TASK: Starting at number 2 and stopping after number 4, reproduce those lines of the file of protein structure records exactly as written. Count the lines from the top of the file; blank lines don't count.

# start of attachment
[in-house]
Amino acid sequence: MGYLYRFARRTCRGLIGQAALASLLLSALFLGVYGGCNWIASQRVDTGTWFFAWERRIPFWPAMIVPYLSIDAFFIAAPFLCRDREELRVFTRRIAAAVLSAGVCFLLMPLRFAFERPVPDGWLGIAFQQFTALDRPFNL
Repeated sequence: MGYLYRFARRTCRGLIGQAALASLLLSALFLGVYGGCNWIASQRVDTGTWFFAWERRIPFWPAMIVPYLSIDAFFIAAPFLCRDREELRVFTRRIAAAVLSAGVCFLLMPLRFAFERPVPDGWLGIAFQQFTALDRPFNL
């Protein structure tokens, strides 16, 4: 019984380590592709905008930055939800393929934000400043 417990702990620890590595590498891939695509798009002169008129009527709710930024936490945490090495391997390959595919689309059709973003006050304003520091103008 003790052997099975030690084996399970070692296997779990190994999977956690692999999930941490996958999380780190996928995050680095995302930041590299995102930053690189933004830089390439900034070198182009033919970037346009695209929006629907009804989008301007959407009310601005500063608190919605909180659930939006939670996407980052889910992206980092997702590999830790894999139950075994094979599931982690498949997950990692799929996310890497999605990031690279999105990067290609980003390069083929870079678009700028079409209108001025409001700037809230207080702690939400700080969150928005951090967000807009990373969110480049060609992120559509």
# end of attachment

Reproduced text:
Amino acid sequence: MGYLYRFARRTCRGLIGQAALASLLLSALFLGVYGGCNWIASQRVDTGTWFFAWERRIPFWPAMIVPYLSIDAFFIAAPFLCRDREELRVFTRRIAAAVLSAGVCFLLMPLRFAFERPVPDGWLGIAFQQFTALDRPFNL
Repeated sequence: MGYLYRFARRTCRGLIGQAALASLLLSALFLGVYGGCNWIASQRVDTGTWFFAWERRIPFWPAMIVPYLSIDAFFIAAPFLCRDREELRVFTRRIAAAVLSAGVCFLLMPLRFAFERPVPDGWLGIAFQQFTALDRPFNL
């Protein structure tokens, strides 16, 4: 019984380590592709905008930055939800393929934000400043 417990702990620890590595590498891939695509798009002169008129009527709710930024936490945490090495391997390959595919689309059709973003006050304003520091103008 003790052997099975030690084996399970070692296997779990190994999977956690692999999930941490996958999380780190996928995050680095995302930041590299995102930053690189933004830089390439900034070198182009033919970037346009695209929006629907009804989008301007959407009310601005500063608190919605909180659930939006939670996407980052889910992206980092997702590999830790894999139950075994094979599931982690498949997950990692799929996310890497999605990031690279999105990067290609980003390069083929870079678009700028079409209108001025409001700037809230207080702690939400700080969150928005951090967000807009990373969110480049060609992120559509």